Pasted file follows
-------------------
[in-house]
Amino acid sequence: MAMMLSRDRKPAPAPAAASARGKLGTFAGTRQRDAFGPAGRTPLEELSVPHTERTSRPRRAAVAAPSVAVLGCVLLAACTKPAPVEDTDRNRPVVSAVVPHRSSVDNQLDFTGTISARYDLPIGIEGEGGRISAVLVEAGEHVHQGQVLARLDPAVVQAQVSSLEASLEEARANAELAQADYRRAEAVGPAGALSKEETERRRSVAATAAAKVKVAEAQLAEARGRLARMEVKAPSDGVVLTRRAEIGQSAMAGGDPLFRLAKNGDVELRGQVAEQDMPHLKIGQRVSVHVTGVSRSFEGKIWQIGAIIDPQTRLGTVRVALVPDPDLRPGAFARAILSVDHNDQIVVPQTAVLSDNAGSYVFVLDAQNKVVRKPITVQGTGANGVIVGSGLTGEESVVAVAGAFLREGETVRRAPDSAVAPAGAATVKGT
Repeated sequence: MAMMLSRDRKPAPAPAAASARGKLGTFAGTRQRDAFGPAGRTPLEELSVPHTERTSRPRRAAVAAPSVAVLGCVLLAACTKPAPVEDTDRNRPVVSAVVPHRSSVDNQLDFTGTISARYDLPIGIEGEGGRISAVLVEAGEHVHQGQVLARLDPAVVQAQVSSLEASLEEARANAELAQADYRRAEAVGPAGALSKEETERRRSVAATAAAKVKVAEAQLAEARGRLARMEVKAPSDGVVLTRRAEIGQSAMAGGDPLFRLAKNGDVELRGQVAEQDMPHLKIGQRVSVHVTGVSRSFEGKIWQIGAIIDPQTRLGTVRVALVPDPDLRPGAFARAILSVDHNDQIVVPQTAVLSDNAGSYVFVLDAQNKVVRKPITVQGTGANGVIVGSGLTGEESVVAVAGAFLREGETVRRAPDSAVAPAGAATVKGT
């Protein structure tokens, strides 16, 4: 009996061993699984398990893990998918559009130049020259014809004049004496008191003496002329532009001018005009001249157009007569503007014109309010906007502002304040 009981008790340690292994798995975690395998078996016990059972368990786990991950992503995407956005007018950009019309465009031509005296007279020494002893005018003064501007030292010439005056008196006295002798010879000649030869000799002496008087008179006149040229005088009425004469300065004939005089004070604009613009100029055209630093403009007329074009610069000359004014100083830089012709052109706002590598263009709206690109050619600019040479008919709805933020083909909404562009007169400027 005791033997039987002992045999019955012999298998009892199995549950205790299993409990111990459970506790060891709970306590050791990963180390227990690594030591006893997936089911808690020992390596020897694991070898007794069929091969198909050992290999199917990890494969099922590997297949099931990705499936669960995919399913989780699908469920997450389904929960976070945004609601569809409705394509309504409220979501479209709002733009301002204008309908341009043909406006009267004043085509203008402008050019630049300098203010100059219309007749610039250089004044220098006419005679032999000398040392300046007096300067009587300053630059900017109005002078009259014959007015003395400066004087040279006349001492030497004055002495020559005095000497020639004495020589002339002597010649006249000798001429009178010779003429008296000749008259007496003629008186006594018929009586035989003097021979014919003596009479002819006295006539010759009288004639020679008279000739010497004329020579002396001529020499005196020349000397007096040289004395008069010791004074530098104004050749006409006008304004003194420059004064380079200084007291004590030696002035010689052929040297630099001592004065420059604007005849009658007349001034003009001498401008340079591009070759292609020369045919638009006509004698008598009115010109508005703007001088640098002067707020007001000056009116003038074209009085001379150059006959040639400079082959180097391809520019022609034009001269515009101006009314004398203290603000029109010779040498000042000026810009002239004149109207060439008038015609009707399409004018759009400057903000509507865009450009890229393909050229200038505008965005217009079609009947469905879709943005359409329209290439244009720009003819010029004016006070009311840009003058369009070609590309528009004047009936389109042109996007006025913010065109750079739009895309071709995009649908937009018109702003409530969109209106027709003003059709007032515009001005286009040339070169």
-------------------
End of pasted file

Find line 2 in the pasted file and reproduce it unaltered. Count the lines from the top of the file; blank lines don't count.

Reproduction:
Amino acid sequence: MAMMLSRDRKPAPAPAAASARGKLGTFAGTRQRDAFGPAGRTPLEELSVPHTERTSRPRRAAVAAPSVAVLGCVLLAACTKPAPVEDTDRNRPVVSAVVPHRSSVDNQLDFTGTISARYDLPIGIEGEGGRISAVLVEAGEHVHQGQVLARLDPAVVQAQVSSLEASLEEARANAELAQADYRRAEAVGPAGALSKEETERRRSVAATAAAKVKVAEAQLAEARGRLARMEVKAPSDGVVLTRRAEIGQSAMAGGDPLFRLAKNGDVELRGQVAEQDMPHLKIGQRVSVHVTGVSRSFEGKIWQIGAIIDPQTRLGTVRVALVPDPDLRPGAFARAILSVDHNDQIVVPQTAVLSDNAGSYVFVLDAQNKVVRKPITVQGTGANGVIVGSGLTGEESVVAVAGAFLREGETVRRAPDSAVAPAGAATVKGT